These assertions lack merit and fail satisfy the required "substantial justification" necessary to avoid costs and sanctions. The court notes that Atwell's failure to respond (as promised) to the request for production by SPX occurred at least two weeks before counsel for Atwell moved to withdraw, and counsel for Atwell had provided email and letter assurances that responses were forthcoming. Additionally, as counsel for SPX accurately note, the reasoning cited by Atwell's counsel to avoid costs and sanctions, namely the Pennsylvania Rules of Professional Conduct, applies to motions to withdraw as counsel, which the present motion before the court is not. (Doc. 33 ¶ 6). Furthermore, until counsel for Atwell receives permission from the court to withdraw, counsel for Atwell still represents Atwell, and the Rules of Professional Conduct require counsel to "continue representation notwithstanding good cause for terminating the representation."

PENNSYLVANIA RULES OF PROF'L CONDUCT 1.16(c).

The rules thus belie any argument that the behavior of Atwell's counsel was "appropriate." The court therefore concludes that SPX is entitled to costs and fees pursuant to Rules 30(g) and 37(d)(3). Both Atwell and his counsel will be held equally accountable for SPX's costs and fees, the amount which the court shall determine after receipt of an affidavit of costs and fees from SPX.

In addition to costs and fees, SPX also requests sanctions against Atwell and his counsel pursuant to Rule 37(d)(3). In particular, SPX recommends dismissal of the complaint as the most appropriate remedy to cure the purported substantial prejudice to it. (See Doc. 25, at 14). SPX asserts that Atwell and his counsel have completely thwarted its ability to conduct discovery significantly hindering its ability to file comprehensive dispositive motions, uncover additional support for its defenses, and to prepare a defense to Atwell's allegations. (Id. at 15).

Although recognizing the clear prejudice to SPX from Atwell's failure to engage in discovery, the dismissal of a complaint is an extreme sanction to be applied only in egregious cases. See Poulis v. State Farm Fire and Cas. Co., 747 F.2d 863, 867-68 (1984).*fn2 This is not yet such a case. The court notes that SPX filed a motion for summary judgment (Doc. 27) on March 16, 2011. In addition, there is an issue between Atwell and his counsel with respect to representation which the court must now address. The dismissal of Atwell's complaint stemming, ostensibly, from an impaired relationship between Atwell and his current counsel is unwarranted at this time. For the same reason, until the counsel issue is resolved, the imposition of any sanction against Atwell is inappropriate. The court will therefore deny the request for sanctions without prejudice to the right of SPX to renew its request for sanctions should Atwell's conduct persist.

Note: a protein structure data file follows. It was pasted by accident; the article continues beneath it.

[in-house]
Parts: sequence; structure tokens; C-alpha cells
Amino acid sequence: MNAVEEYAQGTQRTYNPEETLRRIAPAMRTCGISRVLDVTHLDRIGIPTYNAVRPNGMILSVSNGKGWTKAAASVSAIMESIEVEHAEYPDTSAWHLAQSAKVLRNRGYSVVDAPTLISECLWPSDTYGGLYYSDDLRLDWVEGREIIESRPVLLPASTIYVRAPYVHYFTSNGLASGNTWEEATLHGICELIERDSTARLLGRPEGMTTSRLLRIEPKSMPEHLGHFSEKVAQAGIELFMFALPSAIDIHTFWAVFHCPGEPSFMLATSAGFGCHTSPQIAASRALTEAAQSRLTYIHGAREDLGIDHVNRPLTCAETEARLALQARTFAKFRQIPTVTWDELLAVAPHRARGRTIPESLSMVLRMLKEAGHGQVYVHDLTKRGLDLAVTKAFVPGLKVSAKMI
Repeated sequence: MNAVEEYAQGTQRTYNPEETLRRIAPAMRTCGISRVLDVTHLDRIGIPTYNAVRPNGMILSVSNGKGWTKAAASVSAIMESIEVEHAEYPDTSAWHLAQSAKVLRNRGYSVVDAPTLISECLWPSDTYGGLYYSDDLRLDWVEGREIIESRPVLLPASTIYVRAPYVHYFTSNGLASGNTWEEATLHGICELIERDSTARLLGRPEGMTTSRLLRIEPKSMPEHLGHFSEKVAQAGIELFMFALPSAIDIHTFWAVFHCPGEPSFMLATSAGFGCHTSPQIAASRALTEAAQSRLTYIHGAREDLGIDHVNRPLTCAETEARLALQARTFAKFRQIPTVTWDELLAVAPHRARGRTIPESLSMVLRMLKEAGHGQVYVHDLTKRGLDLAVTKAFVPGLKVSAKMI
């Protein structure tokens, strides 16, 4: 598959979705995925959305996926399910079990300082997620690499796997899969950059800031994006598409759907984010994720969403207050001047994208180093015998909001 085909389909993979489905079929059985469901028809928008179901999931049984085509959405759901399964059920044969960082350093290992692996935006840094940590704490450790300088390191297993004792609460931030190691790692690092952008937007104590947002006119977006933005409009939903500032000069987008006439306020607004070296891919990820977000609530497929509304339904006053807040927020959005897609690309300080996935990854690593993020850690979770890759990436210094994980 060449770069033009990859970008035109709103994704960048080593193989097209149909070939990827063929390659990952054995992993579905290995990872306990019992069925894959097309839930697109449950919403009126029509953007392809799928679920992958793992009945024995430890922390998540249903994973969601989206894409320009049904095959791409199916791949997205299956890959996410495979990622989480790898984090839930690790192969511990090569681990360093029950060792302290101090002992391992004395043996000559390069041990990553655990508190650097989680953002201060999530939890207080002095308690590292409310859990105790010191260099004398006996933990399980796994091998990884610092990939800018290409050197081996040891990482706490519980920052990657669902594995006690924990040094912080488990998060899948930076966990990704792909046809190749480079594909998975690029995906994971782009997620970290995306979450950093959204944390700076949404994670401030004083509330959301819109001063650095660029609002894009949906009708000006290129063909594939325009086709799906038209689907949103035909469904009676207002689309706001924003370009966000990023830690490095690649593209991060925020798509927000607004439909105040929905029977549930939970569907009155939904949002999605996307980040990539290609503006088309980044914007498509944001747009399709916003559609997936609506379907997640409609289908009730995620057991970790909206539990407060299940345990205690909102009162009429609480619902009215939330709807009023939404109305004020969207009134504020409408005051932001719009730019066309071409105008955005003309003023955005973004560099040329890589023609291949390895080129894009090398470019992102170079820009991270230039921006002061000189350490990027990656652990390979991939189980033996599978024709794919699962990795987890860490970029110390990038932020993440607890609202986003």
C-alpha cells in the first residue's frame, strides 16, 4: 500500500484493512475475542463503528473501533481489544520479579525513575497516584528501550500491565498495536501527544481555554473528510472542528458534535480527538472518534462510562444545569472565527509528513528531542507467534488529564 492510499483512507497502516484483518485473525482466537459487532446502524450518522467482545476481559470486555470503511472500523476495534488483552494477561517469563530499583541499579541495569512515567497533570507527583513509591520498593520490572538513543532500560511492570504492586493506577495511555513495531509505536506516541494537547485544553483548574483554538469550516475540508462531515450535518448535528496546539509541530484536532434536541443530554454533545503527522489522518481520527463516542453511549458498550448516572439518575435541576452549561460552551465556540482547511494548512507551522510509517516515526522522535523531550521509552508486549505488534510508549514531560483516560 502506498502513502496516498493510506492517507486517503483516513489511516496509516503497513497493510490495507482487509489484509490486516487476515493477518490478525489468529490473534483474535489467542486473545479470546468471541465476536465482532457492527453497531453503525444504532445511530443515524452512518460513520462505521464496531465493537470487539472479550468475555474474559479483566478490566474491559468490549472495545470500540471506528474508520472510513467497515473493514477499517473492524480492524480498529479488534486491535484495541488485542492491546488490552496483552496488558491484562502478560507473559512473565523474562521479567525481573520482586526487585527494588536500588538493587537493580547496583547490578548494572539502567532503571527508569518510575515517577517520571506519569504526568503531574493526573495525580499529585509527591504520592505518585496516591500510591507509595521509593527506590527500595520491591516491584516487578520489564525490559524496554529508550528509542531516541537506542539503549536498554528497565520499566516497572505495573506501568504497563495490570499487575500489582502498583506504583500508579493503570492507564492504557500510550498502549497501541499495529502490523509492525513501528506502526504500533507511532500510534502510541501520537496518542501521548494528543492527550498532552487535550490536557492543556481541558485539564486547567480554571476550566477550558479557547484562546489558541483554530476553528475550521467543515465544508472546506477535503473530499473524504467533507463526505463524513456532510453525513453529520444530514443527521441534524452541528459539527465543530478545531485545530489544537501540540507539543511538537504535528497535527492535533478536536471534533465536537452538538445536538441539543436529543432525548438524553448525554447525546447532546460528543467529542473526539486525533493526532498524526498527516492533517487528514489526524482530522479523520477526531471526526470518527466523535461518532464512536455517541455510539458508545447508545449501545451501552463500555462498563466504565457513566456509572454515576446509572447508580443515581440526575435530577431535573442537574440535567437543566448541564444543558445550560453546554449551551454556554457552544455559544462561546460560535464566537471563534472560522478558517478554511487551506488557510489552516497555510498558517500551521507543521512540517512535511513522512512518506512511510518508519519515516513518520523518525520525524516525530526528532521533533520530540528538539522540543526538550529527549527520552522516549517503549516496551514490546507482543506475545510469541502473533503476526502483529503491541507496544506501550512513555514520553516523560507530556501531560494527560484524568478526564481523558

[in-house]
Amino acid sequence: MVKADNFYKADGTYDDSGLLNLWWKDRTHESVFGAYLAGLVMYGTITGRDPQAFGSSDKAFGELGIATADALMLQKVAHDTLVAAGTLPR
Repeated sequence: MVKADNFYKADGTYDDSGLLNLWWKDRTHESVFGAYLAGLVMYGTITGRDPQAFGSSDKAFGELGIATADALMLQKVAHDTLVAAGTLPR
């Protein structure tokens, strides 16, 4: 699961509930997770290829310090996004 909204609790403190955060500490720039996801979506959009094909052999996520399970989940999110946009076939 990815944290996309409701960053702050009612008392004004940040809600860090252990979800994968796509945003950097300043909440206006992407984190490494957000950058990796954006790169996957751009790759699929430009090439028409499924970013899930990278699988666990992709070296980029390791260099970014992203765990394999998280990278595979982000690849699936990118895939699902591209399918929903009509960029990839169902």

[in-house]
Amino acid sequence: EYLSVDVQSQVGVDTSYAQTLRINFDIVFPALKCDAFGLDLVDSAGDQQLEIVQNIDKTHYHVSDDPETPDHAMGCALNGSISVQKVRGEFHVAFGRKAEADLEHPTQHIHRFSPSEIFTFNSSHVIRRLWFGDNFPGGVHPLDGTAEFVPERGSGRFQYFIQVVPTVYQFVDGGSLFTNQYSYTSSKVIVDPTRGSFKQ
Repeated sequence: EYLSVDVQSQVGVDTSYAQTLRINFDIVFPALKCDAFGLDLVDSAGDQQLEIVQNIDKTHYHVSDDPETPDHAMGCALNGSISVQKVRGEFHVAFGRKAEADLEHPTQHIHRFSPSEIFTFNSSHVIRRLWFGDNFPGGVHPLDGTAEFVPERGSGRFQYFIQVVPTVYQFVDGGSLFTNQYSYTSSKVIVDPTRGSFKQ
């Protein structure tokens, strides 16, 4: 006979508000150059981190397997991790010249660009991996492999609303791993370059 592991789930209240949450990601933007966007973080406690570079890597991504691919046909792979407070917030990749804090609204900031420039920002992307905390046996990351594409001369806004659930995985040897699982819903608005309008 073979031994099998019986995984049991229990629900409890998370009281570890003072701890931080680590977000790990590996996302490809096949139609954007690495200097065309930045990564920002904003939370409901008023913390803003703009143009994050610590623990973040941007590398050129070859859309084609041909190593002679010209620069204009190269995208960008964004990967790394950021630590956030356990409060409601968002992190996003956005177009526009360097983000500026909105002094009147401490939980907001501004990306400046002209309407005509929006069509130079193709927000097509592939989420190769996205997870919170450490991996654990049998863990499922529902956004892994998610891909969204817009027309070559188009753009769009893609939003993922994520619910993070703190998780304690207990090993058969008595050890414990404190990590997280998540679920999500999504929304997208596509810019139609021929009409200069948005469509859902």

IV. Conclusion

For the foregoing reasons, the court will grant in part, and deny in part the motion for fees, costs and sanctions (Doc. 24) filed by SPX. The court will grant the motion for fees and costs, however, the court will decline to impose sanctions on Atwell at this time.

An appropriate order follows.

CHRISTOPHER C. CONNER United States District Judge

IN THE UNITED STATES DISTRICT COURT FOR THE MIDDLE DISTRICT OF PENNSYLVANIA

MICHAEL ATWELL, Plaintiff : v. SPX COOLING TECHNOLOGIES, INC., Defendant

CIVIL ACTION NO. 1:10-CV-1271

(Judge Conner)

ORDER

AND NOW, this 6th day of June, 2011, upon consideration of the motion for costs, fees, and sanctions (Doc. 24), filed by defendant SPX Cooling Technologies, Inc. ("SPX") on March 8, 2011, and for the reasons set forth in the accompanying memorandum, it is hereby ORDERED that the motion for fees, costs and sanctions (Doc. 24) is GRANTED in part, and DENIED in part, as follows:

1. The motion is GRANTED with respect to fees and costs.

a. Plaintiff Michael Atwell and counsel for plaintiff shall be equally liable for the costs and fees.

b. On or before June 17, 2011, SPX shall file an affidavit of costs and fees incurred.

c. On or before July 1, 2011, plaintiff may file objections to the calculation of costs and fees submitted by SPX.

d. A detailed award of costs and fees shall issue by future order of the court.

2. The motion is DENIED in all other respects.

CHRISTOPHER C. CONNER United States District Judge